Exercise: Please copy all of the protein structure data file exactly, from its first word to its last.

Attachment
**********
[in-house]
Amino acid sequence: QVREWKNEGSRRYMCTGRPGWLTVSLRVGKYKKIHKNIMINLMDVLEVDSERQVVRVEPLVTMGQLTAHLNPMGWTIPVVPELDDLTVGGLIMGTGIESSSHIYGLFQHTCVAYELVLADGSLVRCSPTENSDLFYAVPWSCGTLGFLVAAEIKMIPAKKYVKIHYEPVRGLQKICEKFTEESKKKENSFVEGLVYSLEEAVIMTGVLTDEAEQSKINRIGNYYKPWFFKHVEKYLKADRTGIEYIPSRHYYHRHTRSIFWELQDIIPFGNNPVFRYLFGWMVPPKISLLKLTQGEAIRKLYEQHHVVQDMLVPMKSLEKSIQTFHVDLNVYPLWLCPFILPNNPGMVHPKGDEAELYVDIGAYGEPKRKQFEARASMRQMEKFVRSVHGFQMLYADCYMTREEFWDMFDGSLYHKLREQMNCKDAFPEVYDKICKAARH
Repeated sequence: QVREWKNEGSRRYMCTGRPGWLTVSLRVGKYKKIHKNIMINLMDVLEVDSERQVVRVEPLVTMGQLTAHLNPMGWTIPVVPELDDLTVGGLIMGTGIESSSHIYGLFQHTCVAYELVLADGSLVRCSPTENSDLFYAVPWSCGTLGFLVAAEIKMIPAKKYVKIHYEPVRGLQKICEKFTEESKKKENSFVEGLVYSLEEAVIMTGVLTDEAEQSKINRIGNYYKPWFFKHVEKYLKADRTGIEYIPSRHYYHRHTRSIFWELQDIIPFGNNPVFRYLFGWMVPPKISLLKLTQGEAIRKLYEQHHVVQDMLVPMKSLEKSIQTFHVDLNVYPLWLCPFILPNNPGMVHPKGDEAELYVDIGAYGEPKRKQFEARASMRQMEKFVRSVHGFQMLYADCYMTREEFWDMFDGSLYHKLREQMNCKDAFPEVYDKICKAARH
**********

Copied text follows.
[in-house]
Amino acid sequence: QVREWKNEGSRRYMCTGRPGWLTVSLRVGKYKKIHKNIMINLMDVLEVDSERQVVRVEPLVTMGQLTAHLNPMGWTIPVVPELDDLTVGGLIMGTGIESSSHIYGLFQHTCVAYELVLADGSLVRCSPTENSDLFYAVPWSCGTLGFLVAAEIKMIPAKKYVKIHYEPVRGLQKICEKFTEESKKKENSFVEGLVYSLEEAVIMTGVLTDEAEQSKINRIGNYYKPWFFKHVEKYLKADRTGIEYIPSRHYYHRHTRSIFWELQDIIPFGNNPVFRYLFGWMVPPKISLLKLTQGEAIRKLYEQHHVVQDMLVPMKSLEKSIQTFHVDLNVYPLWLCPFILPNNPGMVHPKGDEAELYVDIGAYGEPKRKQFEARASMRQMEKFVRSVHGFQMLYADCYMTREEFWDMFDGSLYHKLREQMNCKDAFPEVYDKICKAARH
Repeated sequence: QVREWKNEGSRRYMCTGRPGWLTVSLRVGKYKKIHKNIMINLMDVLEVDSERQVVRVEPLVTMGQLTAHLNPMGWTIPVVPELDDLTVGGLIMGTGIESSSHIYGLFQHTCVAYELVLADGSLVRCSPTENSDLFYAVPWSCGTLGFLVAAEIKMIPAKKYVKIHYEPVRGLQKICEKFTEESKKKENSFVEGLVYSLEEAVIMTGVLTDEAEQSKINRIGNYYKPWFFKHVEKYLKADRTGIEYIPSRHYYHRHTRSIFWELQDIIPFGNNPVFRYLFGWMVPPKISLLKLTQGEAIRKLYEQHHVVQDMLVPMKSLEKSIQTFHVDLNVYPLWLCPFILPNNPGMVHPKGDEAELYVDIGAYGEPKRKQFEARASMRQMEKFVRSVHGFQMLYADCYMTREEFWDMFDGSLYHKLREQMNCKDAFPEVYDKICKAARH